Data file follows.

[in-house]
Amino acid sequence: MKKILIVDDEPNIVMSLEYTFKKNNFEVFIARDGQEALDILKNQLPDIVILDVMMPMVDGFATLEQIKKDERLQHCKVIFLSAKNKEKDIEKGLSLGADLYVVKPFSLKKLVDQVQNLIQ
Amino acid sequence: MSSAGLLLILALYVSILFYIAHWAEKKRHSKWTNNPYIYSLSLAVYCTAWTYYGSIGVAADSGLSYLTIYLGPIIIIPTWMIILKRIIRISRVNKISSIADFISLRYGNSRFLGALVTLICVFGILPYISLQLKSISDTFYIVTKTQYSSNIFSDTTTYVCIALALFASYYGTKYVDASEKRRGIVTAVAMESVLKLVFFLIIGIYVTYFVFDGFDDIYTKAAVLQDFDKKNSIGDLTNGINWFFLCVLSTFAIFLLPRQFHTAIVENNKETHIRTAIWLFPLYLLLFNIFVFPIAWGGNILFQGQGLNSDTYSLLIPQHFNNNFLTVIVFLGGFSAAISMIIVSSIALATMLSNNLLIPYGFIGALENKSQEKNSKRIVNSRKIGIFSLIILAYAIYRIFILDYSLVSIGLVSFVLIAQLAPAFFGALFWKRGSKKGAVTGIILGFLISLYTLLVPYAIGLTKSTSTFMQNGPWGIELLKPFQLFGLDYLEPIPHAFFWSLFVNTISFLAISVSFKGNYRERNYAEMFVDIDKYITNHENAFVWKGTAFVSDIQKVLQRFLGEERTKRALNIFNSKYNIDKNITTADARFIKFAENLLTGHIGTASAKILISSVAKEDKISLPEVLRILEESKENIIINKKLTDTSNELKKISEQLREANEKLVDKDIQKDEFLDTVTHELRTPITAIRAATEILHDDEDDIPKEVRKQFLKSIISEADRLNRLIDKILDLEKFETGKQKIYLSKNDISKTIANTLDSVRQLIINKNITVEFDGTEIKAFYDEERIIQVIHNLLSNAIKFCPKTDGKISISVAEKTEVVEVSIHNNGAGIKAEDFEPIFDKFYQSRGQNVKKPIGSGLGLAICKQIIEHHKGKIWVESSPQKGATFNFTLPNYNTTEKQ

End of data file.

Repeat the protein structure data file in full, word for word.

[in-house]
Amino acid sequence: MKKILIVDDEPNIVMSLEYTFKKNNFEVFIARDGQEALDILKNQLPDIVILDVMMPMVDGFATLEQIKKDERLQHCKVIFLSAKNKEKDIEKGLSLGADLYVVKPFSLKKLVDQVQNLIQ
Amino acid sequence: MSSAGLLLILALYVSILFYIAHWAEKKRHSKWTNNPYIYSLSLAVYCTAWTYYGSIGVAADSGLSYLTIYLGPIIIIPTWMIILKRIIRISRVNKISSIADFISLRYGNSRFLGALVTLICVFGILPYISLQLKSISDTFYIVTKTQYSSNIFSDTTTYVCIALALFASYYGTKYVDASEKRRGIVTAVAMESVLKLVFFLIIGIYVTYFVFDGFDDIYTKAAVLQDFDKKNSIGDLTNGINWFFLCVLSTFAIFLLPRQFHTAIVENNKETHIRTAIWLFPLYLLLFNIFVFPIAWGGNILFQGQGLNSDTYSLLIPQHFNNNFLTVIVFLGGFSAAISMIIVSSIALATMLSNNLLIPYGFIGALENKSQEKNSKRIVNSRKIGIFSLIILAYAIYRIFILDYSLVSIGLVSFVLIAQLAPAFFGALFWKRGSKKGAVTGIILGFLISLYTLLVPYAIGLTKSTSTFMQNGPWGIELLKPFQLFGLDYLEPIPHAFFWSLFVNTISFLAISVSFKGNYRERNYAEMFVDIDKYITNHENAFVWKGTAFVSDIQKVLQRFLGEERTKRALNIFNSKYNIDKNITTADARFIKFAENLLTGHIGTASAKILISSVAKEDKISLPEVLRILEESKENIIINKKLTDTSNELKKISEQLREANEKLVDKDIQKDEFLDTVTHELRTPITAIRAATEILHDDEDDIPKEVRKQFLKSIISEADRLNRLIDKILDLEKFETGKQKIYLSKNDISKTIANTLDSVRQLIINKNITVEFDGTEIKAFYDEERIIQVIHNLLSNAIKFCPKTDGKISISVAEKTEVVEVSIHNNGAGIKAEDFEPIFDKFYQSRGQNVKKPIGSGLGLAICKQIIEHHKGKIWVESSPQKGATFNFTLPNYNTTEKQ